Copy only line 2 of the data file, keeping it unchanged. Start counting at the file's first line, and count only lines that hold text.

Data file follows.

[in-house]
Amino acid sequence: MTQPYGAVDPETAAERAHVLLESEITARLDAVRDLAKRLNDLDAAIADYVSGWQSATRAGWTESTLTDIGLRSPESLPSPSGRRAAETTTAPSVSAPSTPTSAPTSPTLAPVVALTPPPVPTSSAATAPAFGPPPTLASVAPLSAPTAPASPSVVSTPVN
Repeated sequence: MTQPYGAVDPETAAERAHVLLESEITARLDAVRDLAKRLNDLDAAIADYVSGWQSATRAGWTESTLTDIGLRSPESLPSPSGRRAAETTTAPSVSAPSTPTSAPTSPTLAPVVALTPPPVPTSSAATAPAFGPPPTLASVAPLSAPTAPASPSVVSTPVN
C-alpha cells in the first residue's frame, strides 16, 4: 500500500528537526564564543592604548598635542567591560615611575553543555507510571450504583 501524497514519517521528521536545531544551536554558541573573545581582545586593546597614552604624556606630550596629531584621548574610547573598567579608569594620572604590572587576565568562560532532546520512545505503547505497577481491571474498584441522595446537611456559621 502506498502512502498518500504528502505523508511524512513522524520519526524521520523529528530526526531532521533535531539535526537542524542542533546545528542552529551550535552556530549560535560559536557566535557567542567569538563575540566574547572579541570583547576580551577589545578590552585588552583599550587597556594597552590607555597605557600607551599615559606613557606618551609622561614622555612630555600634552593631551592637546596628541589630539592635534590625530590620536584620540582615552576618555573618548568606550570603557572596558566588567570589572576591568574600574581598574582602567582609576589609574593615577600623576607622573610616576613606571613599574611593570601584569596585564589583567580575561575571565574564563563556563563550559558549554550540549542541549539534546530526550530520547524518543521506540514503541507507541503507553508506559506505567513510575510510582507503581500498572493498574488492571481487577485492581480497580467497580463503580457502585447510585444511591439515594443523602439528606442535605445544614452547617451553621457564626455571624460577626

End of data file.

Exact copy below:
Amino acid sequence: MTQPYGAVDPETAAERAHVLLESEITARLDAVRDLAKRLNDLDAAIADYVSGWQSATRAGWTESTLTDIGLRSPESLPSPSGRRAAETTTAPSVSAPSTPTSAPTSPTLAPVVALTPPPVPTSSAATAPAFGPPPTLASVAPLSAPTAPASPSVVSTPVN